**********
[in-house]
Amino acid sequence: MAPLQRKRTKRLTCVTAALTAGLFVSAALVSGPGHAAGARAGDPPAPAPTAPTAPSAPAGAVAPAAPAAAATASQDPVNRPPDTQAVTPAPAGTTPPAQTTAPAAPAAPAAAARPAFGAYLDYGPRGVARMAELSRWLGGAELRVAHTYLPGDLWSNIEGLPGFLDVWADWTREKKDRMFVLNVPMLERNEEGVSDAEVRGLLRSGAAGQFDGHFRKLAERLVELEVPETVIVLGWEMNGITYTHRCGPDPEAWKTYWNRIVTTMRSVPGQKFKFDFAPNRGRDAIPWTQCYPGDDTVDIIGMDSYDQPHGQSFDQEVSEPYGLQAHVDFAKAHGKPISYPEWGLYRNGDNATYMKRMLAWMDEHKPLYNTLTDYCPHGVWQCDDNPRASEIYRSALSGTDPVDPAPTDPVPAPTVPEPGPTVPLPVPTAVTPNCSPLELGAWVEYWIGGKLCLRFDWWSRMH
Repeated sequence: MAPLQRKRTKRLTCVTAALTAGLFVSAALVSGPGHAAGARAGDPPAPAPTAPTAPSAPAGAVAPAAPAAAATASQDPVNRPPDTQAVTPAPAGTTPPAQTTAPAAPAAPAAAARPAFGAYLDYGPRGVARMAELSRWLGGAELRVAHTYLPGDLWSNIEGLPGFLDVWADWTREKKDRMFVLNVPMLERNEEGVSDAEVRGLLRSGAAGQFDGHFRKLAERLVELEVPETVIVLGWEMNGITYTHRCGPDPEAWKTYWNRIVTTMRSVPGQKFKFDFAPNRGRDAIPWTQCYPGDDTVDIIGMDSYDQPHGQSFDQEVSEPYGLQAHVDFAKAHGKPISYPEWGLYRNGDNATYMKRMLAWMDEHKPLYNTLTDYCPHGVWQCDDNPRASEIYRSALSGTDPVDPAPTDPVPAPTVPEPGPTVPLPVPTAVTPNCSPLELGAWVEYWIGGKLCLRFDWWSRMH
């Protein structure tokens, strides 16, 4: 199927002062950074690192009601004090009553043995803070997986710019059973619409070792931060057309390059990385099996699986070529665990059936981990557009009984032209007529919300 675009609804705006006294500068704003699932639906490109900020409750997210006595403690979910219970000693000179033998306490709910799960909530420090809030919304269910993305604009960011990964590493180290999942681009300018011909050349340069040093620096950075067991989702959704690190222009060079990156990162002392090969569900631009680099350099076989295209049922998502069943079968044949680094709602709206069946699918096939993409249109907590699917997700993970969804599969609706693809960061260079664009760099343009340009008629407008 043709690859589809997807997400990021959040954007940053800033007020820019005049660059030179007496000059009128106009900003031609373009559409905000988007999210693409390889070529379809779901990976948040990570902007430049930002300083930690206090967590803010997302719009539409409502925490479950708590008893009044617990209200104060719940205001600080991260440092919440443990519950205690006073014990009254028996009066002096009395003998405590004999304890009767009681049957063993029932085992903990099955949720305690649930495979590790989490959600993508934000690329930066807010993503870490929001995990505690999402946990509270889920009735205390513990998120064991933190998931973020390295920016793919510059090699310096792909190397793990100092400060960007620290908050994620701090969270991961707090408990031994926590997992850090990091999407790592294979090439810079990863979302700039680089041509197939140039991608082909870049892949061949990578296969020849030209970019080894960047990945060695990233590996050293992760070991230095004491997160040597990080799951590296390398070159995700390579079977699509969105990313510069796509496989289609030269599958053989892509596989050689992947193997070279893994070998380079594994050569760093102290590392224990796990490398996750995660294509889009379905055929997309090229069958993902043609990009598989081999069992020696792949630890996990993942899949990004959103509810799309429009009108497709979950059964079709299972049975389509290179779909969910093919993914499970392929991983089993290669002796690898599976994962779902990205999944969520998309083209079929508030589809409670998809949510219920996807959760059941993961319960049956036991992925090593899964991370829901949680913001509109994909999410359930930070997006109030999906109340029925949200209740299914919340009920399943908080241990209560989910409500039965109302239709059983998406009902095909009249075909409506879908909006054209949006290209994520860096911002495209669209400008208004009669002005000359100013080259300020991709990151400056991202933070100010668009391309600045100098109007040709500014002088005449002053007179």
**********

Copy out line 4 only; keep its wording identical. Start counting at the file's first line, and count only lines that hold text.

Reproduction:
């Protein structure tokens, strides 16, 4: 199927002062950074690192009601004090009553043995803070997986710019059973619409070792931060057309390059990385099996699986070529665990059936981990557009009984032209007529919300 675009609804705006006294500068704003699932639906490109900020409750997210006595403690979910219970000693000179033998306490709910799960909530420090809030919304269910993305604009960011990964590493180290999942681009300018011909050349340069040093620096950075067991989702959704690190222009060079990156990162002392090969569900631009680099350099076989295209049922998502069943079968044949680094709602709206069946699918096939993409249109907590699917997700993970969804599969609706693809960061260079664009760099343009340009008629407008 043709690859589809997807997400990021959040954007940053800033007020820019005049660059030179007496000059009128106009900003031609373009559409905000988007999210693409390889070529379809779901990976948040990570902007430049930002300083930690206090967590803010997302719009539409409502925490479950708590008893009044617990209200104060719940205001600080991260440092919440443990519950205690006073014990009254028996009066002096009395003998405590004999304890009767009681049957063993029932085992903990099955949720305690649930495979590790989490959600993508934000690329930066807010993503870490929001995990505690999402946990509270889920009735205390513990998120064991933190998931973020390295920016793919510059090699310096792909190397793990100092400060960007620290908050994620701090969270991961707090408990031994926590997992850090990091999407790592294979090439810079990863979302700039680089041509197939140039991608082909870049892949061949990578296969020849030209970019080894960047990945060695990233590996050293992760070991230095004491997160040597990080799951590296390398070159995700390579079977699509969105990313510069796509496989289609030269599958053989892509596989050689992947193997070279893994070998380079594994050569760093102290590392224990796990490398996750995660294509889009379905055929997309090229069958993902043609990009598989081999069992020696792949630890996990993942899949990004959103509810799309429009009108497709979950059964079709299972049975389509290179779909969910093919993914499970392929991983089993290669002796690898599976994962779902990205999944969520998309083209079929508030589809409670998809949510219920996807959760059941993961319960049956036991992925090593899964991370829901949680913001509109994909999410359930930070997006109030999906109340029925949200209740299914919340009920399943908080241990209560989910409500039965109302239709059983998406009902095909009249075909409506879908909006054209949006290209994520860096911002495209669209400008208004009669002005000359100013080259300020991709990151400056991202933070100010668009391309600045100098109007040709500014002088005449002053007179």